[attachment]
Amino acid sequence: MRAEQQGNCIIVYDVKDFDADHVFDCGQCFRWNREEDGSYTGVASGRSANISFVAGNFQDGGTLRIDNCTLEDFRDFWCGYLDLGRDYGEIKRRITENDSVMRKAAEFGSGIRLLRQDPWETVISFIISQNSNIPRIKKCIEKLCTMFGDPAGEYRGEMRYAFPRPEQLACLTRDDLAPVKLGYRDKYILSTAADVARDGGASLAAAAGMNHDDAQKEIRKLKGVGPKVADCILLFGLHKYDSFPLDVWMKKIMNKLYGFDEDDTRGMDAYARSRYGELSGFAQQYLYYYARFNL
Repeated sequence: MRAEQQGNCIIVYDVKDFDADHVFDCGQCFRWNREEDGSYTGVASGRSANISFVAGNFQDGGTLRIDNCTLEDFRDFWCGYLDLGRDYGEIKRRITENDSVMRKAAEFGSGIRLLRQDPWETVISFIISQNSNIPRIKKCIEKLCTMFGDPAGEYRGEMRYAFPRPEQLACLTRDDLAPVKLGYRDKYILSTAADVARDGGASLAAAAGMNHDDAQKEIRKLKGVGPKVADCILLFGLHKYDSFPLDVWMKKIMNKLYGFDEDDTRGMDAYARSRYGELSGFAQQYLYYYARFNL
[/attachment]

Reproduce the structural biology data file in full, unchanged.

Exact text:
Amino acid sequence: MRAEQQGNCIIVYDVKDFDADHVFDCGQCFRWNREEDGSYTGVASGRSANISFVAGNFQDGGTLRIDNCTLEDFRDFWCGYLDLGRDYGEIKRRITENDSVMRKAAEFGSGIRLLRQDPWETVISFIISQNSNIPRIKKCIEKLCTMFGDPAGEYRGEMRYAFPRPEQLACLTRDDLAPVKLGYRDKYILSTAADVARDGGASLAAAAGMNHDDAQKEIRKLKGVGPKVADCILLFGLHKYDSFPLDVWMKKIMNKLYGFDEDDTRGMDAYARSRYGELSGFAQQYLYYYARFNL
Repeated sequence: MRAEQQGNCIIVYDVKDFDADHVFDCGQCFRWNREEDGSYTGVASGRSANISFVAGNFQDGGTLRIDNCTLEDFRDFWCGYLDLGRDYGEIKRRITENDSVMRKAAEFGSGIRLLRQDPWETVISFIISQNSNIPRIKKCIEKLCTMFGDPAGEYRGEMRYAFPRPEQLACLTRDDLAPVKLGYRDKYILSTAADVARDGGASLAAAAGMNHDDAQKEIRKLKGVGPKVADCILLFGLHKYDSFPLDVWMKKIMNKLYGFDEDDTRGMDAYARSRYGELSGFAQQYLYYYARFNL